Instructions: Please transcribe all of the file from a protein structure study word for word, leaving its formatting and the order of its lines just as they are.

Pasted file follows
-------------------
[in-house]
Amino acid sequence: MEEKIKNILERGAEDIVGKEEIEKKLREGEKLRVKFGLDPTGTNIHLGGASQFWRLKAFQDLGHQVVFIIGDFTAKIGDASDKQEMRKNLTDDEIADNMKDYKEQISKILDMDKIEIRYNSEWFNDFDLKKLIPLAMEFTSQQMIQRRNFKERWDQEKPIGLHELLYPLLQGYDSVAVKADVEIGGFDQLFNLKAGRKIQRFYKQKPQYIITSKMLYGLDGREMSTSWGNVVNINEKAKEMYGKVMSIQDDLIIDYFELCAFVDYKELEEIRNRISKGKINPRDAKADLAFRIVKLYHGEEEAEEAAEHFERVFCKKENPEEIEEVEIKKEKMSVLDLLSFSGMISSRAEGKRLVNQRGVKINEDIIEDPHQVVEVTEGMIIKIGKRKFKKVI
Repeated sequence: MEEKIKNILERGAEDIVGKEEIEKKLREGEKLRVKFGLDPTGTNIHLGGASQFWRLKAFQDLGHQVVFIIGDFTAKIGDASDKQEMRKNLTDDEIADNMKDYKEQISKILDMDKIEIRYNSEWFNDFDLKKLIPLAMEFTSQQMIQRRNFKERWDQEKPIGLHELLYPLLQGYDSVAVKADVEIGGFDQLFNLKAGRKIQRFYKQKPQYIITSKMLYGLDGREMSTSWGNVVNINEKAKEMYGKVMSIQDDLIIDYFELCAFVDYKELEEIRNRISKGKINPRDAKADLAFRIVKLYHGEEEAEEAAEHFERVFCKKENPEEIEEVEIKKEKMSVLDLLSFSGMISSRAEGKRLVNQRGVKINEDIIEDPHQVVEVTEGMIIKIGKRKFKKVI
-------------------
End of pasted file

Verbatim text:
[in-house]
Amino acid sequence: MEEKIKNILERGAEDIVGKEEIEKKLREGEKLRVKFGLDPTGTNIHLGGASQFWRLKAFQDLGHQVVFIIGDFTAKIGDASDKQEMRKNLTDDEIADNMKDYKEQISKILDMDKIEIRYNSEWFNDFDLKKLIPLAMEFTSQQMIQRRNFKERWDQEKPIGLHELLYPLLQGYDSVAVKADVEIGGFDQLFNLKAGRKIQRFYKQKPQYIITSKMLYGLDGREMSTSWGNVVNINEKAKEMYGKVMSIQDDLIIDYFELCAFVDYKELEEIRNRISKGKINPRDAKADLAFRIVKLYHGEEEAEEAAEHFERVFCKKENPEEIEEVEIKKEKMSVLDLLSFSGMISSRAEGKRLVNQRGVKINEDIIEDPHQVVEVTEGMIIKIGKRKFKKVI
Repeated sequence: MEEKIKNILERGAEDIVGKEEIEKKLREGEKLRVKFGLDPTGTNIHLGGASQFWRLKAFQDLGHQVVFIIGDFTAKIGDASDKQEMRKNLTDDEIADNMKDYKEQISKILDMDKIEIRYNSEWFNDFDLKKLIPLAMEFTSQQMIQRRNFKERWDQEKPIGLHELLYPLLQGYDSVAVKADVEIGGFDQLFNLKAGRKIQRFYKQKPQYIITSKMLYGLDGREMSTSWGNVVNINEKAKEMYGKVMSIQDDLIIDYFELCAFVDYKELEEIRNRISKGKINPRDAKADLAFRIVKLYHGEEEAEEAAEHFERVFCKKENPEEIEEVEIKKEKMSVLDLLSFSGMISSRAEGKRLVNQRGVKINEDIIEDPHQVVEVTEGMIIKIGKRKFKKVI